Datassential showed awareness of coronavirus in the U.S. to effectively be 100 percent at this point, with close to 80 percent of people saying they were “very familiar” with the situation. This represents a further increase of 8 points in four days, and a 13-point bump in a little over a week.
Additionally, concern over the virus rose sharply, up 12 points in four days. As of March 18, 61 percent of consumers said they were “very concerned” about the risk and were “hugely worried about my own personal health and plan to do whatever I can.”
Very familiar with coronavirus
- Very familiar with coronavirus: 58 percent
- Somewhat familiar: 39 percent
- Not familiar: 3 percent
- Very familiar: 71 percent
- Somewhat familiar: 27 percent
- Not familiar: 2 percent
- Very familiar: 79 percent
- Somewhat familiar: 21 percent
- Not familiar: less than 1 percent
Very concerned with coronavirus
- Very concerned: 41 percent
- Somewhat concerned: 49 percent
- Not concerned: 10 percent
- Very concerned: 49 percent
- Somewhat concerned: 42 percent
- Not concerned: 8 percent
- Very concerned: 61 percent
- Somewhat concerned: 34 percent
- Not concerned: 5 percent
These numbers speak pretty plainly.
What’s the issue?
Datassential points out one of the more troubling problems with COVID-19. Sure, awareness is high. But what exactly are people scared of when it comes to restaurants?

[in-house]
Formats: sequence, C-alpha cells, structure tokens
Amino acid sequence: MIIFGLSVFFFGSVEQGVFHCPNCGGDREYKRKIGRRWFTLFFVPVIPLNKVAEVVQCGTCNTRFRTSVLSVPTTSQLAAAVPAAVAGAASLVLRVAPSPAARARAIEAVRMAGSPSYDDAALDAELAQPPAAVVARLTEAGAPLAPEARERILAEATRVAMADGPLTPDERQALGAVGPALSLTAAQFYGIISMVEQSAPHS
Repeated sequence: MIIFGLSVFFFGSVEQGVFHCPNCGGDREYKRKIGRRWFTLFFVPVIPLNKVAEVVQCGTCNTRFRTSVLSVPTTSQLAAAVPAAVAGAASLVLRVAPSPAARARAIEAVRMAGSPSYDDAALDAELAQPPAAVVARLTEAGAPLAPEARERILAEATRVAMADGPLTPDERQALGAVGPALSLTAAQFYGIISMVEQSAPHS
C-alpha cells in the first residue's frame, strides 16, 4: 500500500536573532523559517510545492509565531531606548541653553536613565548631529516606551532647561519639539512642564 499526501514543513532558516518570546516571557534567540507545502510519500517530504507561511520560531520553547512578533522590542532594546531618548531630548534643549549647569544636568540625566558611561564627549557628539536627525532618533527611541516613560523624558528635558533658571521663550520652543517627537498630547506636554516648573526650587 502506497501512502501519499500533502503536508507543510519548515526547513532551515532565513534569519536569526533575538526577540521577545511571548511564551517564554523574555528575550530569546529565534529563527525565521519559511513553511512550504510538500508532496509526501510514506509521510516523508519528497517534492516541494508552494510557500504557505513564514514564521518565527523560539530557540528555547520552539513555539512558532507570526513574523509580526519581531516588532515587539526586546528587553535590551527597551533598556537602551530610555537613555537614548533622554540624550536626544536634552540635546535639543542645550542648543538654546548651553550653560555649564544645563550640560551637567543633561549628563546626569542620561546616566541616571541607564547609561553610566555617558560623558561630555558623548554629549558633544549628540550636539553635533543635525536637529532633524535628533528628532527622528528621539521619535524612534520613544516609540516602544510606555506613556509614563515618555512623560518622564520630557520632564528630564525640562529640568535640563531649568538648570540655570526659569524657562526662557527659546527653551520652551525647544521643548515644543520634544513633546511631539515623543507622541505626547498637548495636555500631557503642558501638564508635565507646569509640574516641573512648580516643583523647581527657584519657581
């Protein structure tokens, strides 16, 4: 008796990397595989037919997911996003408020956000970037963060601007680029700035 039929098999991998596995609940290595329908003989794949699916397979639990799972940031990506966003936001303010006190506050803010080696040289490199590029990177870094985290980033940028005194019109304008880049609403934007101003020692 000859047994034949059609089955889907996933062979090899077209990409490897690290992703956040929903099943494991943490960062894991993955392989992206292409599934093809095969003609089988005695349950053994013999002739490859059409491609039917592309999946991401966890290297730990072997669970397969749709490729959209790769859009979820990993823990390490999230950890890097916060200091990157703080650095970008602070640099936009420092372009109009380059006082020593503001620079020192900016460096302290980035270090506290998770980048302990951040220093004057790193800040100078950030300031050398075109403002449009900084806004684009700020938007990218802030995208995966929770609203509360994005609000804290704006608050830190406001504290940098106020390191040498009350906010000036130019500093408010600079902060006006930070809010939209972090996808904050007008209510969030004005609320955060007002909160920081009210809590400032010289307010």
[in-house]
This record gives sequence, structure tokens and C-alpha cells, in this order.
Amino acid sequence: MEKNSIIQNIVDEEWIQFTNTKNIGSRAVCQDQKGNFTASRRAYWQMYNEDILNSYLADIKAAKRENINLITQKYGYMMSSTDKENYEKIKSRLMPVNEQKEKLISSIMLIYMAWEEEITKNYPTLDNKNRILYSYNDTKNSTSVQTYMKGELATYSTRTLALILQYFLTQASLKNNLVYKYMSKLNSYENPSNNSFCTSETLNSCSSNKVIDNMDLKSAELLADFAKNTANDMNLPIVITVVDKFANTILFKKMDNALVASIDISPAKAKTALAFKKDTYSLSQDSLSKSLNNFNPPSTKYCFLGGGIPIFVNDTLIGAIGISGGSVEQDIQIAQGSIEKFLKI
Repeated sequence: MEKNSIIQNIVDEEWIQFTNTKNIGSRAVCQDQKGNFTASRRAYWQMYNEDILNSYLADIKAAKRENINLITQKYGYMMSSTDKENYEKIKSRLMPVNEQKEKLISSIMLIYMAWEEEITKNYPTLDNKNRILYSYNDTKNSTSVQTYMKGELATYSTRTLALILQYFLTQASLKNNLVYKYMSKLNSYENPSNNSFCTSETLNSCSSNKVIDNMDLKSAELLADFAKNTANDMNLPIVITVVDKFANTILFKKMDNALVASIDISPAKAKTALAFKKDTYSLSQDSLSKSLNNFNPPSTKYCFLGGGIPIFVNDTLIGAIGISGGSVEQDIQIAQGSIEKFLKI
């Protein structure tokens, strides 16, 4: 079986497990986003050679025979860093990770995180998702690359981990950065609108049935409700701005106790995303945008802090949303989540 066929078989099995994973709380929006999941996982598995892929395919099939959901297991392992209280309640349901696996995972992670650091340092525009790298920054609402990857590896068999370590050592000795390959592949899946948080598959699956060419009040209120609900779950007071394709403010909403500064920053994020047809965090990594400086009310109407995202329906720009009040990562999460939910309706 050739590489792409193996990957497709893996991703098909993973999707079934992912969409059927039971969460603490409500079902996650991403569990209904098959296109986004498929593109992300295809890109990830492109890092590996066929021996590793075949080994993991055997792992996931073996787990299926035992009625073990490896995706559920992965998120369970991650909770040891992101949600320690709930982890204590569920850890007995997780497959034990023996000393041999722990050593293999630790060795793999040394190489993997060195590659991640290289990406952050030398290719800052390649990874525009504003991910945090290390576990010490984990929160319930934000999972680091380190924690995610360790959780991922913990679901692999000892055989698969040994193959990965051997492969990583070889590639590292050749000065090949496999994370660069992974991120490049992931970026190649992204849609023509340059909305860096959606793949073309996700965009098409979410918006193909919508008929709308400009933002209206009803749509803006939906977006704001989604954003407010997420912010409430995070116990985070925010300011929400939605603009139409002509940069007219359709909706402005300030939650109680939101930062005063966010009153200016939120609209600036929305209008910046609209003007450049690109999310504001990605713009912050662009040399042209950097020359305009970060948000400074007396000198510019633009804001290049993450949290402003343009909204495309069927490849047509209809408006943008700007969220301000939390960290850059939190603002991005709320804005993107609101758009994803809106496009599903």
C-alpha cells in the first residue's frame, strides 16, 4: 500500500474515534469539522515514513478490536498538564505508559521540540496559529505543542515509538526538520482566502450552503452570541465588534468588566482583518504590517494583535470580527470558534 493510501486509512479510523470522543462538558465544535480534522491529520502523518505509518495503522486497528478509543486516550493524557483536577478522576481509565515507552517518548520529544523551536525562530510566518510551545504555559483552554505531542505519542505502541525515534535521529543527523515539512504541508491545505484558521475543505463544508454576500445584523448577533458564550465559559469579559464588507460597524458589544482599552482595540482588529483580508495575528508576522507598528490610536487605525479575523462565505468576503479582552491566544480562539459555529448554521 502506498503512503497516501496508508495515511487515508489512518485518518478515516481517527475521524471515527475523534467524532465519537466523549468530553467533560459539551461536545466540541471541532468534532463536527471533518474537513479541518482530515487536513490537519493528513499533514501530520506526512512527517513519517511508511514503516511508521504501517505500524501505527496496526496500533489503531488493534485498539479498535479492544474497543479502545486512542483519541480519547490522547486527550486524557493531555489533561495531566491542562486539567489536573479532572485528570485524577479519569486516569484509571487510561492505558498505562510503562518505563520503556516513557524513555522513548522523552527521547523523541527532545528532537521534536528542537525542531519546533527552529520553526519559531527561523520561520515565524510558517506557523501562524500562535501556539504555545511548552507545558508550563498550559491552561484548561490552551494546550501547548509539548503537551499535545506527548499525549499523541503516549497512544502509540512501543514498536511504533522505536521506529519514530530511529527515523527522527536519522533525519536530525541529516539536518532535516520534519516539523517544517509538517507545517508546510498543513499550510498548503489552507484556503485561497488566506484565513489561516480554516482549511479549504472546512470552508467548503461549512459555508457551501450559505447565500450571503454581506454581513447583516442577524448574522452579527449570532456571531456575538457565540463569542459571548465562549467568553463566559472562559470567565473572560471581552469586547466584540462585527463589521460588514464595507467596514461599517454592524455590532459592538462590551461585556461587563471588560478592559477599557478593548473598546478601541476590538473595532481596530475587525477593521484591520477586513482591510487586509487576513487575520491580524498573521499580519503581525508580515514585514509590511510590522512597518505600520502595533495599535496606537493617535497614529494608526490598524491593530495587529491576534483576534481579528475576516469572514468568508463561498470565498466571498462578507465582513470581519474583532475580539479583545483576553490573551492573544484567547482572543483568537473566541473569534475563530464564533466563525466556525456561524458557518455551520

Consumers have limited tools to determine which restaurants are safe and which environments put them at risk, the company said. They fear coronavirus because it’s invisible.
“Frequent, visible, and overt sanitation is highly recommended, but beyond this people want transparency to free them from the unknown,” Datassential said. “Restaurants should be overly explicit in describing their safety and sanitation policies, from how often surfaces are disinfected to the precautions taken in food handling.”
Amazingly, Datassential found in its study, cleanliness is winning over taste right now. Has that ever happened before? Of course there are extremes (terrible health rating dissuading guests), but overall, this is almost never the case.
Datassential said the below data was “remarkable”—the fact people care more today if a restaurant is clean than if it makes tasty food.
“Consider the marketing implications. Rather than the beautiful food visuals that restaurants have long relied upon to promote themselves, it may be more effective to lead with a message around sanitation and safety,” the company said.
Considerations when selecting a restaurant
- Clean and sanitary: 45 percent
- Great taste: 36 percent
- Nearby: 36 percent
- Value: 34 percent
- Speed: 23 percent
- Healthy: 22 percent
- Variety: 19 percent
- Supporting restaurants that need help: 18 percent
- Good service/staff: 14 percent
- Locally/independently owned: 13 percent
To Datassential’s reflection, this looks like an Alice in Wonderland version of why diners pick restaurants. Some of those bottom categories are typically near the top, like good service. Healthy is another one that’s lost steam following a time when it was only climbing.
The takeaway is that there is no business as usual, status-quo going on. Will this change the restaurant industry forever? That’s something we’re going to discover in time.